This time last year we heard the devasting news of a remarkable spring frost that many of our French growers had experienced. It was remarkable because it followed a relatively mild winter, so the vines were quite advanced meaning that the frost caused damage to young buds.
We kept in close contact with our growers and it became evident as the season progressed that the 2021 harvest would yield a very small crop. This was particularly acute for white wines and chardonnay growers in Burgundy were expecting to produce up to as little as half as much wine as a normal year. Chardonnay as a variety buds earlier than other varieties so is particularly susceptible to spring frosts.
This issue is not unique to us: the rest of the industry is facing shortages of, in particular, white Burgundy. The good news is that quality is good but we had a challenge on our hands to ensure we could maintain consistency of supply for Wine Society members. We acted quickly – before harvest – to show our commitment to our growers, in particular to our supplier of the popular Society’s White Burgundy.
The economics of supply and demand
In order to get the best quality in an inconsistent year you have to be at the front of the queue and I’m pleased to say we were. Despite the short vintage we have managed to secure enough Society’s White Burgundy to keep our members’ wine racks stocked. Inevitably the price has increased due to the economics of supply and demand, and despite the best efforts of our supplier, but I can report that the new 2021 blend is delicious – it was awarded Wine Champion status in our in-house blind tastings, I think for the first time in the history of our wine awards.
Sourcing suitable alternatives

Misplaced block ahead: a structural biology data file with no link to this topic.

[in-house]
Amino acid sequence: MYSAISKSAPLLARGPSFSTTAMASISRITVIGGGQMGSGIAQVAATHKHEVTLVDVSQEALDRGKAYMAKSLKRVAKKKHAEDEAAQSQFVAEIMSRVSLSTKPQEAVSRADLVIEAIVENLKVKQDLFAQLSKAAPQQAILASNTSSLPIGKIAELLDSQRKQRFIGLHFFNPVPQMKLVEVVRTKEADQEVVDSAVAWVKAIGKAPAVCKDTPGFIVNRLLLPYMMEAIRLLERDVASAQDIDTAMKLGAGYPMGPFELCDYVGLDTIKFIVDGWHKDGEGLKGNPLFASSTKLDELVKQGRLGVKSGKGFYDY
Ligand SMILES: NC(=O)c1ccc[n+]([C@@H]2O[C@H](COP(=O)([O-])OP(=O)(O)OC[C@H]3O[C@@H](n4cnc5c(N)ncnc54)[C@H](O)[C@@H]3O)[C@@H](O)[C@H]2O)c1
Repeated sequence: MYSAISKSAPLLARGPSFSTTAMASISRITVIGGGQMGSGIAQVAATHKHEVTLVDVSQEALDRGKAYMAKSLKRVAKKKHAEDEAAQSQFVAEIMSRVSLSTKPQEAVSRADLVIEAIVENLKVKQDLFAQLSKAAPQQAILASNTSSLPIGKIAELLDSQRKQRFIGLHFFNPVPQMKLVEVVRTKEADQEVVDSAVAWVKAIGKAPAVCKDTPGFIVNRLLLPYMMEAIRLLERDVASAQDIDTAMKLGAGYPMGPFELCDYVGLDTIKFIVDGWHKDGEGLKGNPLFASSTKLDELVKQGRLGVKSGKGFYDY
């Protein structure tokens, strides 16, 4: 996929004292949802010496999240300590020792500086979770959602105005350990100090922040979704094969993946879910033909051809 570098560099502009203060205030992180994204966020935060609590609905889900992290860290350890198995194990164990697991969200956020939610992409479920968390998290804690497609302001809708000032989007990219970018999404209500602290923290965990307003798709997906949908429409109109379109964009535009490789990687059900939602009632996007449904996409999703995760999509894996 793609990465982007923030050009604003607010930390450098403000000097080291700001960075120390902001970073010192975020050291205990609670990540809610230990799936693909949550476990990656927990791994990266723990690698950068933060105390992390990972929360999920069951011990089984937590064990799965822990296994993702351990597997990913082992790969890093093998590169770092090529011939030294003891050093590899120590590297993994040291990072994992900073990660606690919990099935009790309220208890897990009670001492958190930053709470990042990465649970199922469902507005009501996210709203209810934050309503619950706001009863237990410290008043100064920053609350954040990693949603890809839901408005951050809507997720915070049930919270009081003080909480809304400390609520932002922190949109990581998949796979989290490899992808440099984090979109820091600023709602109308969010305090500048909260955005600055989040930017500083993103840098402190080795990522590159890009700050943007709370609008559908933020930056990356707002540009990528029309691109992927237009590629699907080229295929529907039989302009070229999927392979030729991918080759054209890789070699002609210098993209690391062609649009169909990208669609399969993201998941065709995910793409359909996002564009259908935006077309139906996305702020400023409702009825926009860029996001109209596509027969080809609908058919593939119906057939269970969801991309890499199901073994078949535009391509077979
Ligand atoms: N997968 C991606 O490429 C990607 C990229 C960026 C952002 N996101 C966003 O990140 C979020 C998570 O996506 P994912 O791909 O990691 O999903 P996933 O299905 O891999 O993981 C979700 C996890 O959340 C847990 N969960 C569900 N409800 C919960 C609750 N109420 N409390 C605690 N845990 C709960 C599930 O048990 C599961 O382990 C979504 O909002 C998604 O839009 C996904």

Recognising that the inevitable price increase would put our Society’s White Burgundy out of the reach of some members’ pockets, we decided to look for some suitable alternatives. We wanted to be able to offer members some other chardonnays which reflect the flavour and style of our White Burgundy.
Marcel Orford-Williams has had this brief in previous frost-hit vintages and immediately set about using his contacts to find a delicious and affordable alternative to The Society’s White Burgundy – look out for the new Le Stopgap Chardonnay 2021 which is our own Vin de France blend from three sources in the Languedoc, including Limoux, and a touch from Burgundy's Mâconnais. It’s great value at £8.50 and we feel sure will appeal to fans of The Society’s White Burgundy.
Worth trying too is Les Gravettes 2020 which comes from the southern Ardèche. Further afield the quality of chardonnay around the world continues to be a strength and what is remarkable is the restraint that winemakers are applying to these. It may seem counter intuitive but there are Australian, Chilean and South African chardonnays being made in a style that is reminiscent of those more usually associated with European origin. These tend to come from vineyards in cooler spots resulting in crisp, fruity wines with oak used carefully if at all – Jacques Mouton ‘Madeleine’ Chardonnay Franschhoek 2021, is an elegant barrel-fermented wine from the Cape, while Bulletin Place Australian Chardonnay 2021 is a bit of a snip at £6.25 a bottle and Silbador Valle Casablanca Chardonnay 2021 is an organically farmed chardonnay from Chile’s famous Casablanca Valley which had a great vintage in 2021 and is just £7.50 a bottle.
The Society's White Burgundy Alternatives
If you’d like any more help in selecting alternatives to The Society’s White Burgundy please feel free to contact our Wine Specialists in Member Services on 01438 741177 – select option 2 to be put straight through to one of our advisors.